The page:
Scott Adams asked for this information on his periscope and I thought it was a valid question, so here is the ongoing death rate for the population at large. This is done from 7 day moving average data by dividing the revised number of deaths by the revised number of cases. That is, the data is presented as a continuously cumulative number, so I took each new update and subtracted the previous total to get the unit change.
It's hard to read accurately, but you can see that the disease initially was quite deadly as the first victims were probably the weakest, and of course, no one had any idea what to do about it. Early on HCQ became known as a pretty good treatment to at least slow the progress and later other drugs made their appearance. The low spots are .006 (.6%) on 6/28, and .066 (.66%) on 10/12. The initial onslaught killed a lot of people while we tried to manufacture millions of ventilators which turned out to be counter productive, and the second wave, much ballyhooed by the press as a major administration failure, looks to have been dealt with fairly well with the advent of Remdesivir, extracted antibodies, and a couple of other treatments.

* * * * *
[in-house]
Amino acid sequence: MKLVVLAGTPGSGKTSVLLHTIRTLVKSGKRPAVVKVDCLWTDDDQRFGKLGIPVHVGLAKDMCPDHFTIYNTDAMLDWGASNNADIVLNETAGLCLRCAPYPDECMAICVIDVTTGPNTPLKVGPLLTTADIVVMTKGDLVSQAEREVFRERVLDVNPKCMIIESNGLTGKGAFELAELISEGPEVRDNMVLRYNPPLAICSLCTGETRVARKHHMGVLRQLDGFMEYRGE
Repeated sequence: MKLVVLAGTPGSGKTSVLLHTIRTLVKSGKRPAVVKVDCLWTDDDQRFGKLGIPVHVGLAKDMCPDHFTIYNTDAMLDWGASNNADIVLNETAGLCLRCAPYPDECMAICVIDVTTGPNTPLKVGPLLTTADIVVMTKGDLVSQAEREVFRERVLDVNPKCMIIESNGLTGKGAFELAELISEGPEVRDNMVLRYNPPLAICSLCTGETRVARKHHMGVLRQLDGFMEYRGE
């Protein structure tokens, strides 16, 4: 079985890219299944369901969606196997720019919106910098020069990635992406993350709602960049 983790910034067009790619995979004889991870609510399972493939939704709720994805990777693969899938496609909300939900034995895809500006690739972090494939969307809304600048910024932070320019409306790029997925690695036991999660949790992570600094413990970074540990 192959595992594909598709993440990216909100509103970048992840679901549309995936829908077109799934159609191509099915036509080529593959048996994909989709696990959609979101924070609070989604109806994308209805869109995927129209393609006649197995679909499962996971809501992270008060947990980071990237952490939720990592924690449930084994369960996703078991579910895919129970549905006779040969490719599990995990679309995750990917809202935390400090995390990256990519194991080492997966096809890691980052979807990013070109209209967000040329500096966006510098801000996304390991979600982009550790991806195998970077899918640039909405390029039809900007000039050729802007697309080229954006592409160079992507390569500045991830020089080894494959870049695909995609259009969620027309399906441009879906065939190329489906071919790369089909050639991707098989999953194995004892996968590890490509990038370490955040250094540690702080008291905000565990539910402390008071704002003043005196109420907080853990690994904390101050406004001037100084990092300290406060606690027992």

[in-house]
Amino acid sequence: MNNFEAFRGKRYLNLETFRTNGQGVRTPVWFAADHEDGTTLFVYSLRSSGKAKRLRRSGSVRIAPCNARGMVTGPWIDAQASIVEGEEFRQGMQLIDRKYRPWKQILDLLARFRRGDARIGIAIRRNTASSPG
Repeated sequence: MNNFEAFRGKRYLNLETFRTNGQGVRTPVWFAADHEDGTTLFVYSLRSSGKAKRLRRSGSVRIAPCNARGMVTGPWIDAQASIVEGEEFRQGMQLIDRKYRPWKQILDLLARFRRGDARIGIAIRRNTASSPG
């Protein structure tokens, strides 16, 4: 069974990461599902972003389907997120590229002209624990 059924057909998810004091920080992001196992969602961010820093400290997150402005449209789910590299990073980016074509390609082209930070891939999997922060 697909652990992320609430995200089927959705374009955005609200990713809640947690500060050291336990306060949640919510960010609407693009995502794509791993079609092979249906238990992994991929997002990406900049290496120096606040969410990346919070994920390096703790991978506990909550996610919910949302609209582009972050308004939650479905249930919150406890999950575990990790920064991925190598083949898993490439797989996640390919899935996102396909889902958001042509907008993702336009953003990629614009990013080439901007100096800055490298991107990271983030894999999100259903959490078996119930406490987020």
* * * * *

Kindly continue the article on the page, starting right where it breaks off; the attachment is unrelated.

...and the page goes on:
You can copy the data at the link, and paste it into your own spreadsheet and massage it to suit yourself. Is the total number of cases going up? Yes, of course, it gets higher with each new case, but so what? If the fatality rate is dropping faster than the infection rate, we'll soon reach the point where very few people are left who haven't caught it and very few of those will die of it.
About those deaths. Whose fault are they? The media will tell you Orange Man Bad, but unless they can prove that Trump was operating a bio warfare lab in Wuhan, China, I'm not inclined to assign any blame to the administration. Address your complaints to Emperor Xi.